Maricopa County’s Mitchell rips Hobbs for stripping county attorneys from prosecuting abortions

Jun 28, 2023, 4:31 PM

(Facebook Screenshot/Maricopa County Attorney's Office)...

(Facebook Screenshot/Maricopa County Attorney's Office)

(Facebook Screenshot/Maricopa County Attorney's Office)

PHOENIX — Maricopa County Attorney Rachel Mitchell on Wednesday condemned an executive order issued by Gov. Katie Hobbs last week that stripped county attorneys of prosecuting abortion-related crimes, calling the move a power grab meant for political gain.

“It was a procedural manipulation aimed at a highly emotional topic done to win political points,” Mitchell said during a press conference.

The order, dated Thursday, gives the prosecutorial authority on the issue solely to the attorney general, who is currently Democrat Kris Mayes.

That means Mitchell and the state’s 14 other county attorneys don’t have power over the cases, which Mitchell said have never popped up in Maricopa County.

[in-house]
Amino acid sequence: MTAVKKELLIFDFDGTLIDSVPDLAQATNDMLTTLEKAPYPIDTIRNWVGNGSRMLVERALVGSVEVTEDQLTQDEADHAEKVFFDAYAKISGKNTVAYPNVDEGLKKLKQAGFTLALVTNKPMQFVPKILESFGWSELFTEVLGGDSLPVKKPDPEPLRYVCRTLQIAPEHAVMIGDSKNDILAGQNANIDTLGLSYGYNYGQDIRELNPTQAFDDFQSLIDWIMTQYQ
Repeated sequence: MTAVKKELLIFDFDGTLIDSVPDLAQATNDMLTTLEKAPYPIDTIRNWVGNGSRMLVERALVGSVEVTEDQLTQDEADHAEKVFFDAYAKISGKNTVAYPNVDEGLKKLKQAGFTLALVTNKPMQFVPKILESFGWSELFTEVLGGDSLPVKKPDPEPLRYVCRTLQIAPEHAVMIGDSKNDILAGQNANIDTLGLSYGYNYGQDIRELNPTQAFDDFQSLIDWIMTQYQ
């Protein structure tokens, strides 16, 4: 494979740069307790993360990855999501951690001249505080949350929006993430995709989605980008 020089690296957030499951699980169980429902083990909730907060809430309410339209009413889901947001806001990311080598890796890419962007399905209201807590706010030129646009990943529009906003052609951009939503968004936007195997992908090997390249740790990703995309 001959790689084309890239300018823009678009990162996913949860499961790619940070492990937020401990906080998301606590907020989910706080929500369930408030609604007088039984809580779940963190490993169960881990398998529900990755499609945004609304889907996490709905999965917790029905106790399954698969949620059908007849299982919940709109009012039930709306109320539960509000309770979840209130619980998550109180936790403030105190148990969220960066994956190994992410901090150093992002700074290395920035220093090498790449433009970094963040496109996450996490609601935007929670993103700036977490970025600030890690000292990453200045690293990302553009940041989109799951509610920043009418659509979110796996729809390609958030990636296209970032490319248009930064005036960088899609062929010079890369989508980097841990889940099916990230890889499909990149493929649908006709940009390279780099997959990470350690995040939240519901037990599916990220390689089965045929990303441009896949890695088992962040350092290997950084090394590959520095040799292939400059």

Mitchell, a Republican, said the collection of county attorneys are reviewing their options and wouldn’t comment on the legality of the order.

“The enforcement, or lack thereof, should not be used for political gain,” Mitchell said.

Hobbs said the order, which also directs state agencies to not assist in investigations by other states into crimes related to reproductive health care that would not be punishable under Arizona law, is airtight legally.

The Democratic governor’s announcement was the continuation of a week of focus on reproductive freedom during Pride Month.

“We are very confident in the legal foundation of the order,” Hobbs said Thursday in a press conference. “If anyone doesn’t share the same confidence in the legal foundation of that order, they have a path: they can go to court.”

Mitchell said she’s heard concerns from both sides of the aisle, particularly on the overreach of executive powers.

“Our current governor took an entire category of potential offenses and is attempting to prevent locally elected county attorneys from reviewing and making charging decisions in those matters,” Mitchell said.

“But what happens next? What happens in 3 1/2 years? What happens when another person occupies the governor’s seat and attempts this type of power grab?”

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Maricopa County’s Mitchell rips Hobbs for stripping county attorneys from prosecuting abortions